The Guardian: Mentoring support for the SEE investigative journalists

The Guardian: Mentoring support for the SEE investigative journalists
Event date: 
Mon, 2015-09-28 09:00
Six out of seven investigative journalists, the SEE Media Observatory grant beneficiaries, got mentoring support from journalists of the Guardian in order to make stories that will disclose corrupt practices undermining the proper functioning of free, independent, pluralistic and viable media in the Western Balkans countries. Selected journalists from Albania, Bosnia and Herzegovina, Kosovo, Montenegro and Serbia (a journalist from Macedonia could not take part) participated at the two-day seminar held in London (28-29 September 2015), which is going to contribute to the depth and quality of their investigative stories. Experienced journalists claim that investigative journalism, because of its multi-layered and complex process, looks like onion peeling, which should be carried out layer by layer. Seminar at the Guardian will help journalists from the SEE region to perform such peeling without tears.
PHOTO: Investigative journalists from SEE at the Guardian (London, September 2015)
Investigative journalist from Serbia, one of the grant beneficiaries, said that she decided to investigate issues relating to the media integrity because public service values in Serbian media outlets are endangered: „Working as an investigative journalist for more than six years, I have been trying to contribute to this by investigating corruptive practices in the media scene, from non-transparent media ownership to lobbying for changes in the Serbian media laws“. Her latest investigation, which is underway, would be another attempt to tackle this issue by shedding new light on the position of the journalists in Serbia.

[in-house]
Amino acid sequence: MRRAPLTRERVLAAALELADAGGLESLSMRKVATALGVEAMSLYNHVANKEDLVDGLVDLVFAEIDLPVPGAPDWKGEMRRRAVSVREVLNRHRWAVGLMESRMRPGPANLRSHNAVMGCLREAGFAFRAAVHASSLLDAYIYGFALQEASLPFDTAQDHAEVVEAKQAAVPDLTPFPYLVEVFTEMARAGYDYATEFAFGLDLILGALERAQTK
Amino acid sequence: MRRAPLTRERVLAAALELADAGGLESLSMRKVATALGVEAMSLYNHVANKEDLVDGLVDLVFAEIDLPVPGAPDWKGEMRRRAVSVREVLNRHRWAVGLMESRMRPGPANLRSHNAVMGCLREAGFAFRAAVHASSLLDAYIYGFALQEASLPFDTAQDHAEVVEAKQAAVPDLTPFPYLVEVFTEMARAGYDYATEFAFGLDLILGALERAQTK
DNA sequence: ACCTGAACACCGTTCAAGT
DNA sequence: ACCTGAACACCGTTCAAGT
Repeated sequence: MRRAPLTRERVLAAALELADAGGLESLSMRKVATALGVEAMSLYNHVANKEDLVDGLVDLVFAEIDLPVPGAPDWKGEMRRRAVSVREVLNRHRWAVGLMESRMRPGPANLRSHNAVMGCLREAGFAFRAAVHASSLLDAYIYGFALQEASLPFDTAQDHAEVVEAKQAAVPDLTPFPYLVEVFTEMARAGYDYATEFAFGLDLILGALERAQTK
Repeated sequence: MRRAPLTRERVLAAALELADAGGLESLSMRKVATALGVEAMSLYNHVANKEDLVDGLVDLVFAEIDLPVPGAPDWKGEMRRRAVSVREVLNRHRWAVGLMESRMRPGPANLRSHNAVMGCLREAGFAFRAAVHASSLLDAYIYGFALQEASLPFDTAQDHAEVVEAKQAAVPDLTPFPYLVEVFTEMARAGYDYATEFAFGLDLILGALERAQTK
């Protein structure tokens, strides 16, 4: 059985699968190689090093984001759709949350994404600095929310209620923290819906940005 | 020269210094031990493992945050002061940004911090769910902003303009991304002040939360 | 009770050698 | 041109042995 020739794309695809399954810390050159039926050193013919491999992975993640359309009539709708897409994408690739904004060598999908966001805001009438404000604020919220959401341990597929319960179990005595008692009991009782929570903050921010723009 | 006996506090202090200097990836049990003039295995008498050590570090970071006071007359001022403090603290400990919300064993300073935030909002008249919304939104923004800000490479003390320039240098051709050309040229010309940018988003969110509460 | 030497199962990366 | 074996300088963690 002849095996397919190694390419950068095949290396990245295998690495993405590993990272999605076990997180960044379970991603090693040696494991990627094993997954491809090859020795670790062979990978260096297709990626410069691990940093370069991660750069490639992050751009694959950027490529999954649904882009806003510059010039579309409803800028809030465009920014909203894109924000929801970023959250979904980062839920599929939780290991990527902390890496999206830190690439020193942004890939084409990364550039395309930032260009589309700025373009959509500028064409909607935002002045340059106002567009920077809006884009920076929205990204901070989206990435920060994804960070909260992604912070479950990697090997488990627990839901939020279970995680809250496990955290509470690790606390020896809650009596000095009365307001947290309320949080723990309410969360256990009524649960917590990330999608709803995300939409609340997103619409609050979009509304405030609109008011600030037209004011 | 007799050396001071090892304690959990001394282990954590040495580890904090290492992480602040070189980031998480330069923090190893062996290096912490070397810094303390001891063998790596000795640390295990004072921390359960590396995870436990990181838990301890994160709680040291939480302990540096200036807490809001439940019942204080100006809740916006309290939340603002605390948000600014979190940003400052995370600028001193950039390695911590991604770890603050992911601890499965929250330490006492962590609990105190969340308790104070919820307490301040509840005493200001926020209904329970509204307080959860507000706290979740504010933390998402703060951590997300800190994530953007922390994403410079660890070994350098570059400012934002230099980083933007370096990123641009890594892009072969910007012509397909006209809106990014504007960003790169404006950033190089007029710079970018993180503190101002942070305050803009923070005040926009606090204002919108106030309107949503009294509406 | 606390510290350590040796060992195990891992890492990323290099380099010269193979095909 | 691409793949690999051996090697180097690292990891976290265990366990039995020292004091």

On the other hand, an investigative journalist from Bosnia and Herzegovina decided to investigate corruption in the media sphere because she believes that the media outlets in her country are under the influence of politics, partly because they are funded and/or subsidized through the governments. „Even though media keep saying that there is not enough money on the market, yet there are more than 60 TV stations functioning there, as well as over 200 radio stations, which is a huge number, especially keeping in mind that Bosnia and Herzegovina has less than 4 million citizens. A research into this has not been done so far.“
Asked about the importance of the seminar at the Guardian, an investigative journalist from Serbia responds: „I was really honoured and pleased for getting the opportunity to have my research monitored by David Leigh and Rob Evans. They warned me on the potential risks in my further work on the topic based on their previous experience, but they also pointed out other ways of telling the story by using more comparisons both from the region and abroad, in the countries where the same media companies operate as in Serbia“. Investigative journalist from Bosnia and Herzegovina also considered the seminar at the Guardian very useful: „It helped me focus better on what we want to achieve, as in the beginning we wanted to do too much in too little time. It also gave me a new perspective on possible sources of information.“
PHOTO: David Leigh talks on the seminar for investigative journalists from SEE (London, September 2015)
In the months after the seminar, the journalists will finish their investigative stories with further assistance of Saša Leković, the SEE Media Observatory’s regional investigative journalism mentor and Ilona Moricz, sub-granting coordinator. The financial support for the grants is provided by the European Commission as part of the South East European Media Observatory project which is implementing its second phase in 2015 and 2016.